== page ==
"A New York Treasure" --Village Voice

Bantermetrics: Chicks Dig the Long Names (NYY Edition)

Over at my VORG site, I ran down the players with the longest names in Major League history.  Let’s do that same exercise, but only for the Bombers.  A few ground rules first.  We won’t include dashes, periods or hyphens in the letter count.  We won’t include nicknames unless the nickname was the player’s entire first name (ex. Catfish Hunter would be allowable, Bullet Joe Bush would not.)

Let’s start with first names.  The Yanks have had five players with nine letter first names. Everyone’s favorite Brains, Francisco Cervelli, is the most current entry.  The Yanks employed Jonathan Albaladejo from 2007-10 (he’s now pitching in Japan, and yes, we’ll again be seeing him later on in this piece).  Wormkiller Chien-Ming Wang was a 19-game winner in 2006 and 2007.  We next come to Christian Parker, who made one poor start for the 2001 Yankees (but they gladly took Parker and others in order to make Hideki Irabu an Expo).  Finally, there is Glenallen Hill, a mid-2000 acquisition who posted a .735 slugging percentage (16 homers) in 143 PAs.

Turning to last names, you might think Doug Mientkiewicz’s 12 letter surname has the honors, but Dougie is beaten out by Bill Knickerbocker.  Knickerbocker, a marginal middle infielder in the late 1930s, compiled quite the stolen base record in his career, netting a mere 25 steals in 71 attempts.

Finally, for total name length, Albaladejo’s 18 is matched by Claudell Washington.  Washington’s most memorable Yankee moment might have been April 20, 1988, when he launched the franchise’s 10,000th homerun, a pinch-hit job off of the Twins’ Jeff Reardon.

Till next time!

[Photo Credit: Was Watching]


1 birdiebird   ~  May 13, 2011 3:52 pm

In my Senior Year in High School I went to a game on a shool night and left after the 11th inning. This is what I remember about Claudell (it occurred the minute I walked through the door).

September 12, 1988 NEW YORK TIMES

The game had stretched into its sixth hour, and day had slipped into night. For the Yankees, the wait was agonizing and exasperating. It took just an electric instant for the wait to be worth it as well. Claudell Washington, who had not hit a home run off a left-hander this season, smashed a two-run home run off Guillermo Hernandez with none out in the 18th inning last night to lift the Yankees to a dramatic 5-4 comeback victory over the Tigers at the Stadium. With one swing of the bat, Washington, who had belted a homer in the ninth inning of Friday night's 3-2 defeat of the Tigers,...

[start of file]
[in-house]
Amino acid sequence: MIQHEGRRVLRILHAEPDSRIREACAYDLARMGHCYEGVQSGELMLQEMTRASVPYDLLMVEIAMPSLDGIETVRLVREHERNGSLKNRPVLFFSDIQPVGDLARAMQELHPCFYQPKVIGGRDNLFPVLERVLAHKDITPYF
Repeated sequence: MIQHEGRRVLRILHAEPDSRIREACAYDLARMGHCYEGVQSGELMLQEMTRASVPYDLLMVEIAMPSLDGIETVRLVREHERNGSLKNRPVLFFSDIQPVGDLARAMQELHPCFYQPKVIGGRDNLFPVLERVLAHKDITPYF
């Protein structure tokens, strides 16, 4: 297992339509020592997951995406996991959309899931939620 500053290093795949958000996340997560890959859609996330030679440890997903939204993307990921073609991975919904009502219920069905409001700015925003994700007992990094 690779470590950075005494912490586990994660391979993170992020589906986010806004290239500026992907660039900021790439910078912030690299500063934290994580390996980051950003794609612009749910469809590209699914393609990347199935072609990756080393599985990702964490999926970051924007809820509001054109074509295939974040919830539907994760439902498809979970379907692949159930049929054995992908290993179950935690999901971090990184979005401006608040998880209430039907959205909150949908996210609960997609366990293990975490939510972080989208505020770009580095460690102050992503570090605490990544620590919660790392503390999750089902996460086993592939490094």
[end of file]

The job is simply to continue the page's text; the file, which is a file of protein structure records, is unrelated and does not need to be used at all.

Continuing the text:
2 Ken Arneson   ~  May 13, 2011 4:03 pm

[1] Claudell Washington hitting a homer off Guillermo Hernandez has to be one of the longer hitter/pitcher name combinations of such an event, no?

3 Diane Firstman   ~  May 13, 2011 4:28 pm


I have a feeling that any homer off of William Van Landingham might also have a chance. I also know that Andy Stankiewicz and Mark Grudzielanek have the record for most letters in last names (23) for back-to-back HR hitters

Top of the 9th inning:

4 Diane Firstman   ~  May 13, 2011 4:31 pm


I just checked. The longest last name to victimize Van Landingham was only 8 letters, for a total of 21.

(or are you speaking of both first AND last name?)

5 Diane Firstman   ~  May 13, 2011 4:33 pm

Jarrod Saltalamacchia took Horacio Ramirez deep once, for a total of 34 letters.

And VanLandingham's best is 34 letters also.

6 William J.   ~  May 14, 2011 1:30 am

[1] That 4-game sweep of the Tigers was one of the Yankees last gasps as a contender until 1993. It included three walks offs, CDub's two that you mentioned and one by Gary Ward (one of the headlines was AWard Winning Peformance, as well as a comeback on the Saturday game of the week.

Also notable about the 18 inning game was Mike Henneman pitched 7 innings in relief (the Tigers only used 3 pitchers).

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